As many in the corporate world sit down to discuss goals for the coming year, the topic of feedback often arises as we review our previous performance. Feedback can be hard for everyone, whether you’re giving it or receiving it, a seasoned professional or new to the workforce. For some, there is a primal response that happens in the brain, triggering our fight, flight or freeze reactions.
How can we create a workplace culture that reduces fear and anxiety around feedback? It starts with building systems to retrain our brains and set the stage for more productive conversations.
3 types of feedback
One way to help prepare yourself to give or receive feedback is to understand what type of feedback is being discussed. In an episode of The Brave New Work podcast, hosts Aaron Dignan and Rodney Evans break down feedback by looking at it from three angles.
- Work product
- How I experience you
- How I live up to my role agreements
Discussing a work product is perhaps the easiest type of feedback because it isn’t personal. The focus is on the outcome, product, or work in progress. This type of feedback is often institutionalized through specific structured gatherings like after action reviews or post-mortems reviews. Most of the feedback we share at work should fall in this category.
How I experience you
Type 2, “how I experience you feedback” can be identified by asking the question ‘What is this person known for?’ This is a more complex area of sharing feedback because style, personality, and power dynamics come into play. For example, if your manager gives you feedback that you’re not showing up a certain way, your instinct may be to change, as their word has such an impact on your career development and trajectory. When discussing this type of feedback, it is critical to go slowly, structure conversations as an exchange, versus a one-way directive, and to ground this in observable behaviors. While cultural norms, which are rules or expectations of behavior and thoughts based on shared beliefs, can make this type of feedback easier to share, this often comes down to the health and strength of individual relationships.
How I live up to my role agreements
The last type of feedback is arguably the trickiest to give and receive. This isn’t about your style, or your work product but perhaps a blend of both. The focus is on the various hats you wear via the roles you play within your organization. For example, you could be a people manager, a delivery leader, and part of an internal committee. Often this type of feedback is the tradeoff we make between roles. If you are my direct report, you might not see what I do as part of an internal committee and vice versa. This is especially important to consider in the consulting industry, where our reporting manager is often not the person we report to daily on a project. Similar to the “how I experience you” feedback, these conversations are best had when there is established trust and an open dialogue to fully understand the scope of a person’s role.
The role of recognition
When you hear the word feedback, how many of you think about recognition? This is actually feedback too, we just typically associate feedback with a critical experience. Recognition makes people feel seen and valued and is an effective way to reinforce positive behaviors and can lead to building trust within the relationship.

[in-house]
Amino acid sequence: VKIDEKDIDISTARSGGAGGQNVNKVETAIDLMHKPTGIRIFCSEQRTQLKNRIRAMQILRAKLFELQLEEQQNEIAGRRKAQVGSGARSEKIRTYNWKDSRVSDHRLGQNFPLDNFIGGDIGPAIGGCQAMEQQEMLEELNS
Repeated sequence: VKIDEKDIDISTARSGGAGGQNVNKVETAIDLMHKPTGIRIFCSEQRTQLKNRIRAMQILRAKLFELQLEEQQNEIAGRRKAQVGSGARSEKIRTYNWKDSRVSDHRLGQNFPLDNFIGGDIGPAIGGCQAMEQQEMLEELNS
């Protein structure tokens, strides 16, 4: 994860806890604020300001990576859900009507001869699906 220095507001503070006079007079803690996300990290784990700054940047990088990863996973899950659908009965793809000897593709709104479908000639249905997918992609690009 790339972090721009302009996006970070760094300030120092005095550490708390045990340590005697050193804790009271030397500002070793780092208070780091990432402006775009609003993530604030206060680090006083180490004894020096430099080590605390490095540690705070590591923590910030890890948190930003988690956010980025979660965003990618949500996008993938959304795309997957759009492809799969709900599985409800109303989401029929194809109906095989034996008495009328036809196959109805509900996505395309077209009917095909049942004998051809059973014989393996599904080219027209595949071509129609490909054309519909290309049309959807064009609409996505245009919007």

Think about recognition and feedback as two sides of the same coin. The Brave New Work podcast, cites the following statistics as the ration of positive feedback to improvement feedback:
- 5:1 – High performing teams
- 3:1 – “Average” teams
- 1:1 – Underperforming teams
Recognizing others builds trust and a certain degree of ease as you’re creating a pattern of observing behaviors verbally. You can amplify this impact by seeking out feedback, creating a reciprocal relationship.
At Argano, this was one of the first areas we targeted to shift our culture to one that’s more feedback focused. We have an internal recognition program grounded in our core values that we call ASPIRE. Anyone can log into the online system and give a recognition based on observable behaviors, along with an organization-wide feed where you can see who is being recognized. This provides visibility for the entire company on who is being recognized and for what – you can also comment, and “boost” other peoples’ recognitions. There is also the added incentive of associating points with each recognition that are redeemable for gifts or company branded merchandise.
Early on in my career, I had a manager tell me, “Feedback is a gift. You can open it and receive it, regift it, or donate it.” Giving and receiving feedback doesn’t have to trigger a primal stress response! Whether it pertains to positive or negative feedback, adopting a mindset of curiosity and positive intent will help to disarm your defensiveness when receiving feedback and will ultimately make you and your company more successful.
Cassandra Rambo, Chief Experience Officer
Cassandra Rambo is the Chief Experience Officer for Argano, responsible for driving employee engagement across the organization. She works closely with the people and culture teams in implementing programs and initiatives for learning and development, enablement, performance management, diversity, and leadership. With a background in consulting and HR, Cassandra brings deep expertise in organizational design (OD), organizational effectiveness (OE), employee engagement strategies, change management, and talent development. She has extensive coaching experience with a focus on career transitions and leadership development.